© Ned Raggett /TiVo

More info

Little Baby Buntin'

Killdozer

launch qobuz app I already downloaded Qobuz for Windows / MacOS Open

download qobuz app I have not downloaded Qobuz for Windows / MacOS yet Download the Qobuz app

You are currently listening to samples.

Listen to over 80 million songs with an unlimited streaming plan.

Listen to this playlist and more than 80 million songs with our unlimited streaming plans.

From 12,50€/month

1
Cotton Bolls
00:03:39

Killdozer, Artist, MainArtist - Roadkill Music, MusicPublisher

1989 Touch and Go Records 1989 Touch and Go Records

2
The Puppy
00:03:41

Killdozer, Artist, MainArtist - Roadkill Music, MusicPublisher

1989 Touch and Go Records 1989 Touch and Go Records

3
Hi There
00:03:23

Killdozer, Artist, MainArtist - Roadkill Music, MusicPublisher

1989 Touch and Go Records 1989 Touch and Go Records

4
Ballad of My Old Man
00:03:35

Killdozer, Artist, MainArtist - Roadkill Music, MusicPublisher

1989 Touch and Go Records 1989 Touch and Go Records

5
The Rub
00:05:37

Killdozer, Artist, MainArtist - Roadkill Music, MusicPublisher

1989 Touch and Go Records 1989 Touch and Go Records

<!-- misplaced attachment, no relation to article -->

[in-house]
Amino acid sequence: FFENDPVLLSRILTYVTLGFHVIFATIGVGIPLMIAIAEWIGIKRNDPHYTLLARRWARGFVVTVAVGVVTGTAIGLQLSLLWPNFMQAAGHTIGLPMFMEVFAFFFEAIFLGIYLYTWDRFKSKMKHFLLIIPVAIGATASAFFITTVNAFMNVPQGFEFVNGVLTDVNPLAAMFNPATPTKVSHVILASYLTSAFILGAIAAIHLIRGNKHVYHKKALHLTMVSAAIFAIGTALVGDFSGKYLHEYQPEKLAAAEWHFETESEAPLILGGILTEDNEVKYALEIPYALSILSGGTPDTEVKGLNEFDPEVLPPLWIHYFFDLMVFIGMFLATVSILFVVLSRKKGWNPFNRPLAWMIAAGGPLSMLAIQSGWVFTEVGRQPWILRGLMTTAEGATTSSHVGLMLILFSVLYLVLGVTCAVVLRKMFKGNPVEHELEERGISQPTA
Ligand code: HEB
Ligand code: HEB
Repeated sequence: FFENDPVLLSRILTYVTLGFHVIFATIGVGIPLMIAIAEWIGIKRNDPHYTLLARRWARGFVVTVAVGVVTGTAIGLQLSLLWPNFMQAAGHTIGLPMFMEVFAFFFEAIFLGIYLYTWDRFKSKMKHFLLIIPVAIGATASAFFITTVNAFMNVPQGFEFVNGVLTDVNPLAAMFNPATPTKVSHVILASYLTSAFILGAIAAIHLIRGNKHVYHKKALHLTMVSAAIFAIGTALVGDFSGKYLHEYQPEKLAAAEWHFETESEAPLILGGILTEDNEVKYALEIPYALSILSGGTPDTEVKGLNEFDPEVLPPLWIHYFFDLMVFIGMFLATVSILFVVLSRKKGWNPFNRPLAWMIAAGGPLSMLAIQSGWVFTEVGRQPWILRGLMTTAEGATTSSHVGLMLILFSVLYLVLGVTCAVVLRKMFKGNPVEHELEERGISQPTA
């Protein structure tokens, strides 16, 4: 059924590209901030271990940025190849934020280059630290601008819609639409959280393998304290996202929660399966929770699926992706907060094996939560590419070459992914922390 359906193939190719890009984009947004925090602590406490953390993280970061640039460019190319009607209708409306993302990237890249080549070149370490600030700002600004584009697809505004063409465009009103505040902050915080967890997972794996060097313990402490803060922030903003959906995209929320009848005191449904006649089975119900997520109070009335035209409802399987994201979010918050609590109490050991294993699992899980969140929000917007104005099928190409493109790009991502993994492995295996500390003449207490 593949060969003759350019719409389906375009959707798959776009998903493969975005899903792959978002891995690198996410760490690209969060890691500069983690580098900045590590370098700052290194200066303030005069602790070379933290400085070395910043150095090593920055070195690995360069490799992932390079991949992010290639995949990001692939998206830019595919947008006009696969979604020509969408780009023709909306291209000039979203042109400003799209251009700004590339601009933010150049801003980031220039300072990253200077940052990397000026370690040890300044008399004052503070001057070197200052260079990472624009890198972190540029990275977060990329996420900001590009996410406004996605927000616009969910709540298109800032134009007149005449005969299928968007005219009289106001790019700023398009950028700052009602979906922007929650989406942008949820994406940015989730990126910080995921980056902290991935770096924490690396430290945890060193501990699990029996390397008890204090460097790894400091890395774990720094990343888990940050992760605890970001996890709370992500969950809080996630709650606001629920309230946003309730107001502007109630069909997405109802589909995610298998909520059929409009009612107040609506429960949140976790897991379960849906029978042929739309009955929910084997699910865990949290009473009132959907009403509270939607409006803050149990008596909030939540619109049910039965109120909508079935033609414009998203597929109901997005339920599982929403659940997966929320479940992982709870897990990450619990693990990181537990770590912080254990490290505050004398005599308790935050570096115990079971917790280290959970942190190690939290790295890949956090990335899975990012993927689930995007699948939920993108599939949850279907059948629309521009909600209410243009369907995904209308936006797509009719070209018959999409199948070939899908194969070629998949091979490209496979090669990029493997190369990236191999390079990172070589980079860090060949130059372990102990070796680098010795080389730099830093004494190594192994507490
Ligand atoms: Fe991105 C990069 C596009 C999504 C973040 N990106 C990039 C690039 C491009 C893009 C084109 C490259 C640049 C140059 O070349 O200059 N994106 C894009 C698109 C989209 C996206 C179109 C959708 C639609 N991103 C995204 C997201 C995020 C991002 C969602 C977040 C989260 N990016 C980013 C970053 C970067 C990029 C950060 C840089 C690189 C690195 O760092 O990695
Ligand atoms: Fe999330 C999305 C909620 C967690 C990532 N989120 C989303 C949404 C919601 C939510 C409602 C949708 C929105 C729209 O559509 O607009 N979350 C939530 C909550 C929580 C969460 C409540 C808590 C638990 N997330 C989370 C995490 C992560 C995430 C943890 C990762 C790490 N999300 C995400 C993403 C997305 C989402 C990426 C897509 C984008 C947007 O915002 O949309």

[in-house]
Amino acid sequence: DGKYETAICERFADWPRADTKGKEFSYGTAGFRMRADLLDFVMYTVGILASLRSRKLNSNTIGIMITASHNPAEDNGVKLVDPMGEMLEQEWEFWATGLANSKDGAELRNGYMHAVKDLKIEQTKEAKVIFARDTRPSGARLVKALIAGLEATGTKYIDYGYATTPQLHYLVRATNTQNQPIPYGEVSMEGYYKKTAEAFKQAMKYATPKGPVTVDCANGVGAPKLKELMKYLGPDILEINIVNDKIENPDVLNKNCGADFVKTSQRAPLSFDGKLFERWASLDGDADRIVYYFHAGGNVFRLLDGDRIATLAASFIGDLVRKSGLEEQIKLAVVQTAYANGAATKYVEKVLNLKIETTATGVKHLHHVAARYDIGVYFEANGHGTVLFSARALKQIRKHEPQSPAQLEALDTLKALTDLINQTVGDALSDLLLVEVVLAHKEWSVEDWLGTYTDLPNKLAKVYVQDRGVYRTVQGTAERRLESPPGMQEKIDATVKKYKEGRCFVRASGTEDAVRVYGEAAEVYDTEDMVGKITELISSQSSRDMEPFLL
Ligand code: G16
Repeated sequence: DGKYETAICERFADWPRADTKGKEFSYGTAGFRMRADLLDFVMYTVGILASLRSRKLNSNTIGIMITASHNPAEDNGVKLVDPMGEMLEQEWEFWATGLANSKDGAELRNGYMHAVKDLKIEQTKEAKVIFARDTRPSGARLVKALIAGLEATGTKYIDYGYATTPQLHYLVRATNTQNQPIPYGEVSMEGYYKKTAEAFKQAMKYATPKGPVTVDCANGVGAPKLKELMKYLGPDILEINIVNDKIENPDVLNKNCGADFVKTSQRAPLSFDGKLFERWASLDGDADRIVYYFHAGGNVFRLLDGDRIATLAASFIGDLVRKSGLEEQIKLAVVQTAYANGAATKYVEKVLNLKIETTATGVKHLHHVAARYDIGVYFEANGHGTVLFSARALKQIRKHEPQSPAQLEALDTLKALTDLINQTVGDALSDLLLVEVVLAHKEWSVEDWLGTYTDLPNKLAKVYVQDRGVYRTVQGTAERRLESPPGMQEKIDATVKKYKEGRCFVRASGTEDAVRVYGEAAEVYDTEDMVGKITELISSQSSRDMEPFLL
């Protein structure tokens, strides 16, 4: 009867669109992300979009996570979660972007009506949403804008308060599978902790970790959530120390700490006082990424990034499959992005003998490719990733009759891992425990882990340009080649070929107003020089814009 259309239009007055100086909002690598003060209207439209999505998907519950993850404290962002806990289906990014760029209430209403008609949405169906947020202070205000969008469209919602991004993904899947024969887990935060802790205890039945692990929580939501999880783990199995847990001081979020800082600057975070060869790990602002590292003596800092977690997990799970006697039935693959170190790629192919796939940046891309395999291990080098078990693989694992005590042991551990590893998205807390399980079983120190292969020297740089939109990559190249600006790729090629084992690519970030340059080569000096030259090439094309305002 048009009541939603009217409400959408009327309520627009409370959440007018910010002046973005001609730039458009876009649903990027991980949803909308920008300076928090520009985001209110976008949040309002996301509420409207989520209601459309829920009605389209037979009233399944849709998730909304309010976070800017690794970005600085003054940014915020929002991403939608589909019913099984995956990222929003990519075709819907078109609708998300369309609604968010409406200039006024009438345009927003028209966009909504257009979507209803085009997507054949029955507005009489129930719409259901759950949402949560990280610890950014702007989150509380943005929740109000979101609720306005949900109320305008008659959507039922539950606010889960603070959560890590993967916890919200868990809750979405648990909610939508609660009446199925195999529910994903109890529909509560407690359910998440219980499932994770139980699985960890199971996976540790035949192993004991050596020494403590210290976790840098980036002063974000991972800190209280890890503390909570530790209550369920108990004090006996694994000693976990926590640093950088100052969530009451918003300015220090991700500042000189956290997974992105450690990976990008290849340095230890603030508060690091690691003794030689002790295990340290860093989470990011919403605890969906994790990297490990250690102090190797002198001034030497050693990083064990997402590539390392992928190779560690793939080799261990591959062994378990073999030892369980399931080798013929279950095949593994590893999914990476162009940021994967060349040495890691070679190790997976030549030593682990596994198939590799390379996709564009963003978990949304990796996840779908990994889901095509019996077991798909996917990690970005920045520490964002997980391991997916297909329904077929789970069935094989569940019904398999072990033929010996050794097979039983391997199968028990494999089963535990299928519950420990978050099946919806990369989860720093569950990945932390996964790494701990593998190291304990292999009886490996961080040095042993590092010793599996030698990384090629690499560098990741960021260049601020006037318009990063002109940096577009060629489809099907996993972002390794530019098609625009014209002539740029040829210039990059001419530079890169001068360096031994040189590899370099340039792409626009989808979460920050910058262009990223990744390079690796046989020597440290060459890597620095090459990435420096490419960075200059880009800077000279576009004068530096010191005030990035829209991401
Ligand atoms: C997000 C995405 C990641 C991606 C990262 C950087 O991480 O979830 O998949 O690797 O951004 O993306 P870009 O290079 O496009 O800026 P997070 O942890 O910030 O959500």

6
3/4" Drill Bit
00:03:51

Killdozer, Artist, MainArtist - Roadkill Music, MusicPublisher

1989 Touch and Go Records 1989 Touch and Go Records

7
I Am, I Said
00:04:54

MCA, MusicPublisher - Killdozer, Artist, MainArtist

1989 Touch and Go Records 1989 Touch and Go Records

8
Cyst
00:03:09

Killdozer, Artist, MainArtist - Roadkill Music, MusicPublisher

1989 Touch and Go Records 1989 Touch and Go Records

9
Never Gave Me a Kiss
00:03:47

Killdozer, Artist, MainArtist - Roadkill Music, MusicPublisher

1989 Touch and Go Records 1989 Touch and Go Records

10
The Noble Art of Self-Defense
00:03:27

Killdozer, Artist, MainArtist - Roadkill Music, MusicPublisher

1989 Touch and Go Records 1989 Touch and Go Records

Album Description